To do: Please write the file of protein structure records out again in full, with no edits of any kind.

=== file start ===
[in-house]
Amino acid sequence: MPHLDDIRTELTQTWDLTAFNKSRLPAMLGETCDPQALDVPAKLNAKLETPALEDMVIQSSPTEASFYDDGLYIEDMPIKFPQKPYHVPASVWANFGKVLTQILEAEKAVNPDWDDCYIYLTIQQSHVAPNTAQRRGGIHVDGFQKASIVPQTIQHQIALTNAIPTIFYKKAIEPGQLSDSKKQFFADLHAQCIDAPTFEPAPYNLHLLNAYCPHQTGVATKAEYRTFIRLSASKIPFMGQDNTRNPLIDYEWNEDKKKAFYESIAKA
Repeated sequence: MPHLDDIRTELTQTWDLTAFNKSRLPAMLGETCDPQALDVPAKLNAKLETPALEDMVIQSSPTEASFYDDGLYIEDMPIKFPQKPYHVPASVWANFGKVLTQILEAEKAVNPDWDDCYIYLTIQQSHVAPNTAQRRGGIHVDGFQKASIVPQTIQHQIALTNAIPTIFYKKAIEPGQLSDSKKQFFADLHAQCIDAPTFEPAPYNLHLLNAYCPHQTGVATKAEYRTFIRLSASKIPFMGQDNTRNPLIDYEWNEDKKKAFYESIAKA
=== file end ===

[in-house]
Amino acid sequence: MPHLDDIRTELTQTWDLTAFNKSRLPAMLGETCDPQALDVPAKLNAKLETPALEDMVIQSSPTEASFYDDGLYIEDMPIKFPQKPYHVPASVWANFGKVLTQILEAEKAVNPDWDDCYIYLTIQQSHVAPNTAQRRGGIHVDGFQKASIVPQTIQHQIALTNAIPTIFYKKAIEPGQLSDSKKQFFADLHAQCIDAPTFEPAPYNLHLLNAYCPHQTGVATKAEYRTFIRLSASKIPFMGQDNTRNPLIDYEWNEDKKKAFYESIAKA
Repeated sequence: MPHLDDIRTELTQTWDLTAFNKSRLPAMLGETCDPQALDVPAKLNAKLETPALEDMVIQSSPTEASFYDDGLYIEDMPIKFPQKPYHVPASVWANFGKVLTQILEAEKAVNPDWDDCYIYLTIQQSHVAPNTAQRRGGIHVDGFQKASIVPQTIQHQIALTNAIPTIFYKKAIEPGQLSDSKKQFFADLHAQCIDAPTFEPAPYNLHLLNAYCPHQTGVATKAEYRTFIRLSASKIPFMGQDNTRNPLIDYEWNEDKKKAFYESIAKA